Canine spinal cord tumors are common in dogs. Most dogs that have a spinal cord tumor are 6 years of age. They are most common in dogs that are medium or large. Spinal Cord Tumors can be seen in larger dogs as young as age 5.
Canine spine tumors can cause pressure on the spine from a tumor that is located in the bone (vertebra), on the spinal cord or in the spinal cord; 50% of tumors are in the bone.
Types of Canine Spinal Cord Tumors
These types of tumors are the most common and result in the spinal cord becoming compressed.
These tend to occur on the nerve covering or nerve sheath and are 1/3 of spinal cord tumors.
Least common tumor. It occurs in the glial cells. There are two types of cells that make up the nervous system. Neurons which send and receive messages and neuroglia (glial cells) that surround the neurons.
Peripheral Nerve Tumors
This tumor occurs in the nerve roots.
Symptoms of Canine Spinal Cord Tumors
Dogs that have canine spine tumors may have back or neck pain, limping, a wobbly walking style or a limp.
Diagnosis of Canine Spinal Tumors
X-rays that use dye (myelogram) can show where a tumor is located. An alternative is a MRI or CT scan. Your veterinarian will be looking for the location, shape, pattern of growth and swelling of the tumor(s). Blood tests can be used an an additional point of reference with the veterinarian looking for elevated levels of proteins and/or white blood cells.
Treatment of Canine Spinal Cord Tumors
The decision to treat your dog depends on the number of tumors, the difficulty in reaching or removing the tumor and the ability of your pet to withstand surgery. Tumors that originate from bones can usually be treated with surgery. If the cancer spread from other parts of the body to the vertebra, then the source of the cancer needs to be treated.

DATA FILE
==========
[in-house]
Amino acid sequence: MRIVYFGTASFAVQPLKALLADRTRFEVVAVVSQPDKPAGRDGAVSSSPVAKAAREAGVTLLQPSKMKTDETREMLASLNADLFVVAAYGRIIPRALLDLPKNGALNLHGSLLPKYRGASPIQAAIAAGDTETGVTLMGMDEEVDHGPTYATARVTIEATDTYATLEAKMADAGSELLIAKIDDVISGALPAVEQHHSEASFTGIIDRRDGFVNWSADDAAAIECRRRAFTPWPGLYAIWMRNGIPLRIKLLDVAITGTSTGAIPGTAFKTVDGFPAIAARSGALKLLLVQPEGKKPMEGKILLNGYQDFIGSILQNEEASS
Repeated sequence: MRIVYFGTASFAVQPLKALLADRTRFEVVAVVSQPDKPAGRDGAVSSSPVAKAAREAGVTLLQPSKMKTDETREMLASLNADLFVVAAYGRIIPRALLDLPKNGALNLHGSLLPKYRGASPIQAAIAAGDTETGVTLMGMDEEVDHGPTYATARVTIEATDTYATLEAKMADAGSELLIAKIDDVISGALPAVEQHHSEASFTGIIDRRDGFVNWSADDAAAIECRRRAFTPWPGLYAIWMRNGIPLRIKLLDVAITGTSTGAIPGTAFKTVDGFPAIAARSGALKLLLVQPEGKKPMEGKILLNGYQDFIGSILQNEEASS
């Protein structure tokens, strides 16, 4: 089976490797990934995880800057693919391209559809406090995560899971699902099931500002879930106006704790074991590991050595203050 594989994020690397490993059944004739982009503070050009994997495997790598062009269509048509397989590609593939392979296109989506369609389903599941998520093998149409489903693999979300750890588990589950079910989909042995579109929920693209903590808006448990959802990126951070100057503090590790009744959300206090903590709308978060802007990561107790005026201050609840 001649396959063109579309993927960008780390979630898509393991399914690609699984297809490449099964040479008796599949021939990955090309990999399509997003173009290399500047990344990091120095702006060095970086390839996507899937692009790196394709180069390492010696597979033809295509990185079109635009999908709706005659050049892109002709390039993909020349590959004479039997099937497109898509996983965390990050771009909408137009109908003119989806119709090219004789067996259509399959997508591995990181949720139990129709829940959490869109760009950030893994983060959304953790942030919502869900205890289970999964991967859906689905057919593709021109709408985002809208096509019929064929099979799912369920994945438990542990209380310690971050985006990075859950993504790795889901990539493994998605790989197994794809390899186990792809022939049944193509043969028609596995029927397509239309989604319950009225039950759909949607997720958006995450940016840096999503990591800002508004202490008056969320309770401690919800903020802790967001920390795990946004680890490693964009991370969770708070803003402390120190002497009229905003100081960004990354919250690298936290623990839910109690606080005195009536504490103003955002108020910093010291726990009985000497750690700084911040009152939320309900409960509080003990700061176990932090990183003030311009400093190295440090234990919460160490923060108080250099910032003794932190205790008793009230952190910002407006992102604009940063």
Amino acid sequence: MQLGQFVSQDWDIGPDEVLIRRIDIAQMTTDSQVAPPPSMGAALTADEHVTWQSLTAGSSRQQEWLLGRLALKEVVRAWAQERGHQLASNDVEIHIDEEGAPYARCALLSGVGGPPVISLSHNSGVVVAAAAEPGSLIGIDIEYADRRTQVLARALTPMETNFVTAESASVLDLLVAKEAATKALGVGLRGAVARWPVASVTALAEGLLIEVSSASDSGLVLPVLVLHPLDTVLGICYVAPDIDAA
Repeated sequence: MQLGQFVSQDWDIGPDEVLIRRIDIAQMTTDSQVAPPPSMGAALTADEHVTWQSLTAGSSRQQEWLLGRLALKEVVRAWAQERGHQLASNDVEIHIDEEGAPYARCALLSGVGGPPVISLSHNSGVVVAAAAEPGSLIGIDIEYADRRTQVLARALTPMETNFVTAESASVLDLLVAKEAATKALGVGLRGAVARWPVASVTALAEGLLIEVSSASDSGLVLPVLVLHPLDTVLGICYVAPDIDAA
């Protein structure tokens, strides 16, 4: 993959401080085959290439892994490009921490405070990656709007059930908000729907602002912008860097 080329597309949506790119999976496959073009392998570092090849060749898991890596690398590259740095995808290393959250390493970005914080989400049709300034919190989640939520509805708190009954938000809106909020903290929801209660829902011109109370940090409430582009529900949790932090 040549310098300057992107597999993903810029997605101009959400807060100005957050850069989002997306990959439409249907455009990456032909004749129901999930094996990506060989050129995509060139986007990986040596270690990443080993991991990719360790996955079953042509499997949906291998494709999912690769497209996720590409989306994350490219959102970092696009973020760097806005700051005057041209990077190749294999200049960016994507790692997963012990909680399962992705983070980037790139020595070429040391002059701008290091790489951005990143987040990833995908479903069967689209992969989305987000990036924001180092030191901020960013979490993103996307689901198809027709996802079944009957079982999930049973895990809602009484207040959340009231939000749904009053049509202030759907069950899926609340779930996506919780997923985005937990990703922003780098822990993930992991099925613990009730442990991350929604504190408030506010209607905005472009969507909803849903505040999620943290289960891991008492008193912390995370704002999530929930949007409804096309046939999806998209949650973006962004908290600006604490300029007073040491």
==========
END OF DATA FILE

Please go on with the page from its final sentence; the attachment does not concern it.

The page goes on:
You might want to supplement your dog's diet with a supplement designed to boost the immune system and that contains elements designed for canine tumors. PetAlive C-Caps Formula for prevention and treatment of cancer in dogs is made for this purpose plus they are an excellent source of information. Check with your veterinarian so that they can track progress and provide a point of view of whether supplements will help.
Prognosis for Dogs with Canine Spinal Cord Tumors
The prognosis for dogs with canine spinal tumors tends to be poor. Most
tumors that start in the spine are not treatable. There have been
recent studies that show radiation therapy when used for specific types
of tumors can improve the length of time your dog will survive after
surgery. Survival times range between 11 and 23 months.
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